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Turks Defeated Britain in Battle of Kut al-Amara, Britain Takes One of Its Worst Defeats In WWI

As of today, Turks marks the anniversary one of the British Army’s worst defeats in the First World War, at the battle of Kut al-Amara.

It’s been a century since the last victory of the Ottoman Empire in the First World War. On April 29. 1916, Ottoman troops defeated the British army in the city of Kut in Iraq and captured 13,309 British soldiers, including six generals and 476 officers. The triumph of the Ottoman army in Kut came only a few months after its great victory in the Dardanelles in northwestern Turkey. This incident, which went down in history as the last victory of the Ottoman Empire army and a significant defeat on Britain’s part, risk being forgotten as time goes by.

                                                                Battles from Basra to Kut
The Ottoman Empire joined the First World War on October 29th 1914. It was just two weeks after the Indian Division of the British army had left the port of Bombay, which was then a British colony, for Iraq as part of the “Mesopotamian Campaign”. The targets of the British were the oil and gas wells on Basra coast of Iran. Britain was desperate to protect its oil supplies in the region.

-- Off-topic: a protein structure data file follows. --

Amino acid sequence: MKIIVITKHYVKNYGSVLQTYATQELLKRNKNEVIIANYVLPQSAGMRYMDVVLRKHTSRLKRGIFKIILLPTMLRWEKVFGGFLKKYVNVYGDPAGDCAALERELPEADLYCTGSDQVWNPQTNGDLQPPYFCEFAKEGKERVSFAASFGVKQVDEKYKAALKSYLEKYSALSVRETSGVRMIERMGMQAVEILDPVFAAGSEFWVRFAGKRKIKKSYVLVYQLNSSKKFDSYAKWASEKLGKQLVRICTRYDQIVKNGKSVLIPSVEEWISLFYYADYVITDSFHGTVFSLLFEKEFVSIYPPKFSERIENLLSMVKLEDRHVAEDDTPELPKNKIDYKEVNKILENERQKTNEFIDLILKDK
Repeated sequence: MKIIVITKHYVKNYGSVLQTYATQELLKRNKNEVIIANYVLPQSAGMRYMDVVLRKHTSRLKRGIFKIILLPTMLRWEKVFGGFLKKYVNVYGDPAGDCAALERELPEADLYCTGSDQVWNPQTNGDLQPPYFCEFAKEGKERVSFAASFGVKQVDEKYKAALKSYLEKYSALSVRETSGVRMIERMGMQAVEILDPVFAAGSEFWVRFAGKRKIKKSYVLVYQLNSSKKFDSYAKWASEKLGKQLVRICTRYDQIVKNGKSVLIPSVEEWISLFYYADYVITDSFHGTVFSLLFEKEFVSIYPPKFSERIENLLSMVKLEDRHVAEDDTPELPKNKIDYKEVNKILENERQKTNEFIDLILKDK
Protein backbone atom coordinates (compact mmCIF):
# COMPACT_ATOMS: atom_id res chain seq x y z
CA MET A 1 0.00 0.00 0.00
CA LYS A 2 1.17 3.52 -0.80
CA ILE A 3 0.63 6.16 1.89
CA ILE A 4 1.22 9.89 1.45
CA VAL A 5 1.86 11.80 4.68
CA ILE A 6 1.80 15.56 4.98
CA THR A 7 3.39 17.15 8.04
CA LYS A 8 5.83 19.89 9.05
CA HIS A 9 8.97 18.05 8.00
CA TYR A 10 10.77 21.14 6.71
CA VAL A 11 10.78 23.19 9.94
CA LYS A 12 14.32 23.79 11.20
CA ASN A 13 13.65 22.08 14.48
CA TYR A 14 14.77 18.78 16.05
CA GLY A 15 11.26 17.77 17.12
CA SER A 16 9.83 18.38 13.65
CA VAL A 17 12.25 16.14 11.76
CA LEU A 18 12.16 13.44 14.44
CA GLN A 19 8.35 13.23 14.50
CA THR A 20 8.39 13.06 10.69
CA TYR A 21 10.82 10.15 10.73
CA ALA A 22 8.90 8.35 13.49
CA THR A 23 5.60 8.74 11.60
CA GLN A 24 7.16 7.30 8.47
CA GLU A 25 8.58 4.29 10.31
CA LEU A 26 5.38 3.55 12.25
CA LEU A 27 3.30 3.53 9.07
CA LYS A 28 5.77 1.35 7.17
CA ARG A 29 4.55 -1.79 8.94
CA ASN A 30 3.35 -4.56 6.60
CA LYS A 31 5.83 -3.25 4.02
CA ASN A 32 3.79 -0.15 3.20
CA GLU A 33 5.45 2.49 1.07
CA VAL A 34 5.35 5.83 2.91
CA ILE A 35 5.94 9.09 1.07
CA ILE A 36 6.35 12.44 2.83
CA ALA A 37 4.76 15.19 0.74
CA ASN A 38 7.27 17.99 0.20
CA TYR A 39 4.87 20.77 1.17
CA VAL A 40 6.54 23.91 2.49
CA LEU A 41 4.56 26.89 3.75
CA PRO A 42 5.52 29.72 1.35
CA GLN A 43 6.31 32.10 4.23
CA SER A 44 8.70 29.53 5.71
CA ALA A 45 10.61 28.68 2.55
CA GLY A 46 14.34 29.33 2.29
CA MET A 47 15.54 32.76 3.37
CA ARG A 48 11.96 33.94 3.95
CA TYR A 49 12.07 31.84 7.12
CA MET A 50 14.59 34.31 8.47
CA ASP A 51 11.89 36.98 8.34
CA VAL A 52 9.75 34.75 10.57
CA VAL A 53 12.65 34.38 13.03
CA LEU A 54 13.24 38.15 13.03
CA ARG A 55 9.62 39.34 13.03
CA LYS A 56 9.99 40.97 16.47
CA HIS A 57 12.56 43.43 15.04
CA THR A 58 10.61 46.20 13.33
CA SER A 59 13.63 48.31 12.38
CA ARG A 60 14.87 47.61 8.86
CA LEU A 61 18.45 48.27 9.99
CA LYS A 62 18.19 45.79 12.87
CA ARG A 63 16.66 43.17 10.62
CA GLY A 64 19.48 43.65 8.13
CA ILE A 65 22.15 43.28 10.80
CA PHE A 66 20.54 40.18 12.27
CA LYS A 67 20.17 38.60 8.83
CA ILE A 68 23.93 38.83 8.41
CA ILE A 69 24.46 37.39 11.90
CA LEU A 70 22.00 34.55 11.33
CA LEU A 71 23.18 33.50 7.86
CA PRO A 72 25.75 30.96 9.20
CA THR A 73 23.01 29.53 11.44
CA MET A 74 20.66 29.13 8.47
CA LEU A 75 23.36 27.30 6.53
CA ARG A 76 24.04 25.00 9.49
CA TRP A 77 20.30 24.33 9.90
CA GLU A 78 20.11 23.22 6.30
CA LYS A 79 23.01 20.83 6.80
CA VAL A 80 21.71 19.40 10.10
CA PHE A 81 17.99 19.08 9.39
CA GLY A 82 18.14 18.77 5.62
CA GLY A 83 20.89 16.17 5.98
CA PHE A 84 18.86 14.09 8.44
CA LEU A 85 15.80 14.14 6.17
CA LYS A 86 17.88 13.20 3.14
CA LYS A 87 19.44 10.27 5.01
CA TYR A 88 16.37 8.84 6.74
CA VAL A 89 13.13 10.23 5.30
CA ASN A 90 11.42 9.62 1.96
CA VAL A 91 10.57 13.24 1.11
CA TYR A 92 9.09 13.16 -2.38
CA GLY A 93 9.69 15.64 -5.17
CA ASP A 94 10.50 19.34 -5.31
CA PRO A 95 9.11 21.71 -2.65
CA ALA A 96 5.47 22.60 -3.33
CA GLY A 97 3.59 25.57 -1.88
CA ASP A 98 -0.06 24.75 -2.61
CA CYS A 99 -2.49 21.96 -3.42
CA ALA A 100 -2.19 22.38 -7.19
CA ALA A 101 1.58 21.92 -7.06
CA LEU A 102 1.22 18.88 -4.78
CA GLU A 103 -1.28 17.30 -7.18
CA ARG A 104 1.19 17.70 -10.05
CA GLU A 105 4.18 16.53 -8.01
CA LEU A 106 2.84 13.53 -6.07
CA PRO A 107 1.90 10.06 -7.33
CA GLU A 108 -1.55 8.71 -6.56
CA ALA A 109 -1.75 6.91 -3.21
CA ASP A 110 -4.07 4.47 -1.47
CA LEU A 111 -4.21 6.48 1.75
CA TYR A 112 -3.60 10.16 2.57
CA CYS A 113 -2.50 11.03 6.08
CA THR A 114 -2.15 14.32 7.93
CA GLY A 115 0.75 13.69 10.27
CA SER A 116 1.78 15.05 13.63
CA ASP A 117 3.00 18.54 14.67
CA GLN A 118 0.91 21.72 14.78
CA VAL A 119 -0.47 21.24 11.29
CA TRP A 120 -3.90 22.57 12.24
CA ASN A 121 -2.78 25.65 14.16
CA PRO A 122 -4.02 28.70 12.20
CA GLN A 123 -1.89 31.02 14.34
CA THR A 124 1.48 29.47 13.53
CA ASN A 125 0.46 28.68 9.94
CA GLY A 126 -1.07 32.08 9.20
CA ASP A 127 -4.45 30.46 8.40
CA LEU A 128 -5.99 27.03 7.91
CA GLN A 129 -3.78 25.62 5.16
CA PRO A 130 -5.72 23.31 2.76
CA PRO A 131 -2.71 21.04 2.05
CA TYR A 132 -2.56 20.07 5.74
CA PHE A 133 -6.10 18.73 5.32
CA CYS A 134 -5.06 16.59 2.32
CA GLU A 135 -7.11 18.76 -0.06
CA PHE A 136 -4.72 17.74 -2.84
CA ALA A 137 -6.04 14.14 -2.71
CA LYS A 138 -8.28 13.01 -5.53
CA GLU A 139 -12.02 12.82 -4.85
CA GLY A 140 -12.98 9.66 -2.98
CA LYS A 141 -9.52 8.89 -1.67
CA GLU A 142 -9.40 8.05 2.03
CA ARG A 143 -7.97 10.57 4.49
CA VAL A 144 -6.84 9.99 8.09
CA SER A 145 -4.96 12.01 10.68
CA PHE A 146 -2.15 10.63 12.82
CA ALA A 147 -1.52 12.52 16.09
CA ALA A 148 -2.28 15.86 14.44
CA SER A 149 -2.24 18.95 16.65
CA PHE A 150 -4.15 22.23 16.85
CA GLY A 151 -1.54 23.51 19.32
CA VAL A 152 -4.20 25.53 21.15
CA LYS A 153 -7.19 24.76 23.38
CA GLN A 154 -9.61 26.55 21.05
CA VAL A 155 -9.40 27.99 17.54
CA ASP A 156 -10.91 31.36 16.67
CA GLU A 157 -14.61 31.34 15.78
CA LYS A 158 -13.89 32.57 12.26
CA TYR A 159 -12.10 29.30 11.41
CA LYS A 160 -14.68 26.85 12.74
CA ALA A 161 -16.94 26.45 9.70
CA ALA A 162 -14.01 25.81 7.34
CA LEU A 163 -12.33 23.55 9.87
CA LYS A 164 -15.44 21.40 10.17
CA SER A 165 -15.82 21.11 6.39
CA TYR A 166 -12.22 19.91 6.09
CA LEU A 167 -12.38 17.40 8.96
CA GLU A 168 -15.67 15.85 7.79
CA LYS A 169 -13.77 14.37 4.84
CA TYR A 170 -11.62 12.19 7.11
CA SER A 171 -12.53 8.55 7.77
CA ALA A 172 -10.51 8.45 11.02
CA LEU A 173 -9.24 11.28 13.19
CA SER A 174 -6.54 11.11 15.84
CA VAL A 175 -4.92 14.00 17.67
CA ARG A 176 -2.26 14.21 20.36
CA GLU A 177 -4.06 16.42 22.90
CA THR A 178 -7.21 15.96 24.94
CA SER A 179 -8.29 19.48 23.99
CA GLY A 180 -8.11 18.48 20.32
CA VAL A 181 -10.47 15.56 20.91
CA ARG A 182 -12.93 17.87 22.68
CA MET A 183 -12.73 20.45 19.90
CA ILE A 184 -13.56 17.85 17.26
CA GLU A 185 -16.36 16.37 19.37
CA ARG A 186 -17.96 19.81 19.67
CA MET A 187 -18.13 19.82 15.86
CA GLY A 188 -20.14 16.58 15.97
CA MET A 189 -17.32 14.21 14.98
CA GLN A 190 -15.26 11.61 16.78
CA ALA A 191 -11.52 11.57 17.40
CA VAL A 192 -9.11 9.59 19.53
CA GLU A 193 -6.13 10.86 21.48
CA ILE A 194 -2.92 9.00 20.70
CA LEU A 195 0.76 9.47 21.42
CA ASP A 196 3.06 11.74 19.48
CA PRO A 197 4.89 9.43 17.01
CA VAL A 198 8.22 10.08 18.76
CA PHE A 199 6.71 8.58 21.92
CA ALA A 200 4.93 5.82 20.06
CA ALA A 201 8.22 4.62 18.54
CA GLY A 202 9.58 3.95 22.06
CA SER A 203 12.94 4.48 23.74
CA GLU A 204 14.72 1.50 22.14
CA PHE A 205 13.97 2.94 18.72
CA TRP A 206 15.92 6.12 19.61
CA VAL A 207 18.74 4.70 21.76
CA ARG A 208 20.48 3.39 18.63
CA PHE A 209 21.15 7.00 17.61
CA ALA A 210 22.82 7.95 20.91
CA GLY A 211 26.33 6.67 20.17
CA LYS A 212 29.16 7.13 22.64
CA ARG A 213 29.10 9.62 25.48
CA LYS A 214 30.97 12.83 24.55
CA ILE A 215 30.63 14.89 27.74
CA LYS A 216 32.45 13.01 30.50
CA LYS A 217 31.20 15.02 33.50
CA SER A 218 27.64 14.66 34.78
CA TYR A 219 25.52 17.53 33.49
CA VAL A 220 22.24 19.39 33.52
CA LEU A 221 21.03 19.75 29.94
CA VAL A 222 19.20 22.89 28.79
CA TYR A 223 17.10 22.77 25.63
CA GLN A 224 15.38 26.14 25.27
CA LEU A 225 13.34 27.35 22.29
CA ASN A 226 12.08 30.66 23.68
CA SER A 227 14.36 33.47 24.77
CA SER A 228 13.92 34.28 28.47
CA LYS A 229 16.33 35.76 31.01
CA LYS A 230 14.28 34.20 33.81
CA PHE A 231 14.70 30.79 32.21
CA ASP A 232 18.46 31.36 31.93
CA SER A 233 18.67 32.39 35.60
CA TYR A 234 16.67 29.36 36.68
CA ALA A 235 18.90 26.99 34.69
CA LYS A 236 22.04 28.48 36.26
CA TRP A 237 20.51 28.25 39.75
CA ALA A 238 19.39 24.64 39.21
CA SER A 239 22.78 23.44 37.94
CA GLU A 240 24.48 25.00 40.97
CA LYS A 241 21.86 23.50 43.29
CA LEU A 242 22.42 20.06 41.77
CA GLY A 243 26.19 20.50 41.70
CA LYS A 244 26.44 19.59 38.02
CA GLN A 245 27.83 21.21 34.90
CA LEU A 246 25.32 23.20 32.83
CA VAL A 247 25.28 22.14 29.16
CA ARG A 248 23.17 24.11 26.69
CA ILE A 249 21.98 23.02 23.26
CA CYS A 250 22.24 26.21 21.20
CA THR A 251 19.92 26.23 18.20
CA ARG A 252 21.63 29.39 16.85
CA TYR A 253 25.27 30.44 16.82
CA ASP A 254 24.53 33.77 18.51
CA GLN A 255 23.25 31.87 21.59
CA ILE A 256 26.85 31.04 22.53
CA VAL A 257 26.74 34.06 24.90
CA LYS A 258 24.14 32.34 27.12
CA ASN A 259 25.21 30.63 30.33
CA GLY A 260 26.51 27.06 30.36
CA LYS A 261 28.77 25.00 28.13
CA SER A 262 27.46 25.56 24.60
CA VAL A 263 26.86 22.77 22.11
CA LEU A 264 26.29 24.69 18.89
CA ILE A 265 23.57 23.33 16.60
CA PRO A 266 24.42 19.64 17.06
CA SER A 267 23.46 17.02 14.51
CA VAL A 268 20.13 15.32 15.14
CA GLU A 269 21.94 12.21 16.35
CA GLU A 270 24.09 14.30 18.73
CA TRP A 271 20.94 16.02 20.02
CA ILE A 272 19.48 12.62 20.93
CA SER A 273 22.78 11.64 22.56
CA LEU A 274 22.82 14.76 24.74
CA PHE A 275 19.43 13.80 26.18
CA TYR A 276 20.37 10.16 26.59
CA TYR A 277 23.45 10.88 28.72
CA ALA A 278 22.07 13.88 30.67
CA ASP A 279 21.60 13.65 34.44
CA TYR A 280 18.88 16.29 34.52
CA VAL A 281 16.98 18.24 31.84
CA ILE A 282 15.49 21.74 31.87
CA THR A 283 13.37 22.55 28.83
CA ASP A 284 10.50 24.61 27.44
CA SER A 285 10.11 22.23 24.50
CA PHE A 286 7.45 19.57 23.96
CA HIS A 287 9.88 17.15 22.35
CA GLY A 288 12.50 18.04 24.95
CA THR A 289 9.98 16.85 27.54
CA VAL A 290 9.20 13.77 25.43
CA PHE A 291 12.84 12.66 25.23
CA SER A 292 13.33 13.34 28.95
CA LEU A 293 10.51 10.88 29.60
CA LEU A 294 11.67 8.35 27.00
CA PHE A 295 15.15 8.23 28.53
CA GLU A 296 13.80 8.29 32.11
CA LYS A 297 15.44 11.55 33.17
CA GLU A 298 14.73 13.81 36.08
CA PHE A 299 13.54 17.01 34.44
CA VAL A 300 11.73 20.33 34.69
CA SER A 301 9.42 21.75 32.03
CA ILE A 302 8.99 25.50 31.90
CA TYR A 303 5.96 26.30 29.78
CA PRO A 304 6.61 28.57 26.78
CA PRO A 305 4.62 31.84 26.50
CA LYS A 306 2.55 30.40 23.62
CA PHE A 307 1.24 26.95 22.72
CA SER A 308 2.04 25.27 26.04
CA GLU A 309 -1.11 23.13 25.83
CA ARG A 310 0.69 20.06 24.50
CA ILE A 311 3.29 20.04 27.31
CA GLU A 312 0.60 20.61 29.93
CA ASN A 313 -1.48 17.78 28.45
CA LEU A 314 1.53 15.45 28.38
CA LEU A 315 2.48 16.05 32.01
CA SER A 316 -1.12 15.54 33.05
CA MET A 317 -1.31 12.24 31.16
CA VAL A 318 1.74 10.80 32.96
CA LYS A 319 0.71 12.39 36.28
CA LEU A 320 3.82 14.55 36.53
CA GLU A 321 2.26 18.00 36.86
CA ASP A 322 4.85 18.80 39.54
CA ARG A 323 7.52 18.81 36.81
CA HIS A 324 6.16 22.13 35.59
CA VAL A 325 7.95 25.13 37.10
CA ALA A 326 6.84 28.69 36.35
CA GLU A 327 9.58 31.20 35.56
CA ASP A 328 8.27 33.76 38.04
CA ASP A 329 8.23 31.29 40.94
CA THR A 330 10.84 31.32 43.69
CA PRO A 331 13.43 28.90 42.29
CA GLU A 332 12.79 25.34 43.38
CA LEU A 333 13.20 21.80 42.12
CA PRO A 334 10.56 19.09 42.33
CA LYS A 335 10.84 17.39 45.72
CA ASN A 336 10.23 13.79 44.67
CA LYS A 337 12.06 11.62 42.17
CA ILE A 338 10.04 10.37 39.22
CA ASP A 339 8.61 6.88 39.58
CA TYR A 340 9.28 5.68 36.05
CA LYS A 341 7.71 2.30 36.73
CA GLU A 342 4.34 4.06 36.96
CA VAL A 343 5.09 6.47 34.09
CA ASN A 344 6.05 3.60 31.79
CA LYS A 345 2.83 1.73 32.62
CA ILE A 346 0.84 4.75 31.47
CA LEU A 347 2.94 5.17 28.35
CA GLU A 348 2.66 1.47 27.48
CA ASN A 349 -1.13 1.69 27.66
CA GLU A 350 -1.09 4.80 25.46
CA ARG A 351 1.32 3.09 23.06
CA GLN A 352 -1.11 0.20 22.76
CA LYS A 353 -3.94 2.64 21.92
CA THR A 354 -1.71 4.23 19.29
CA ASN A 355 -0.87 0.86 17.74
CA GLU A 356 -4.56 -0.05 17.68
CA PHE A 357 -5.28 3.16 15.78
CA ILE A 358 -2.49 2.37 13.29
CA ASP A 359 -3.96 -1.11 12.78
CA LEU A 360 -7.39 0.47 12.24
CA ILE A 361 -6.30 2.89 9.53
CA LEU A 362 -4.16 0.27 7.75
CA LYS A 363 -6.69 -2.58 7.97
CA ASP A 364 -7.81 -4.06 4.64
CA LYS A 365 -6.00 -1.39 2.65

The British landed on the Gulf of Basra on November 3rd 1914 and deployed in Abadan, a city in central west of Iran where oil fields are located. Two days later they seized the Al Faw Peninsula, a strategic region under the Ottoman army’s control, which was used for supply and shipment. At that point, the Ottoman Empire had moved their troops to more vital fronts such as the Dardanelles, Sarikamish and Palestine. The defence of entire Iraq was left to only a small number of soldiers from the 38th Division.

The British forces entered Basra without much difficulty and captured the strategically-located Qurna region, where the Tigris and Euphrates rivers meet, on November 9th, 1914. As the Ottomans tried to form a new line of defence, the British army was making plans to seize Baghdad.

                                             Ottoman secret service member becomes commander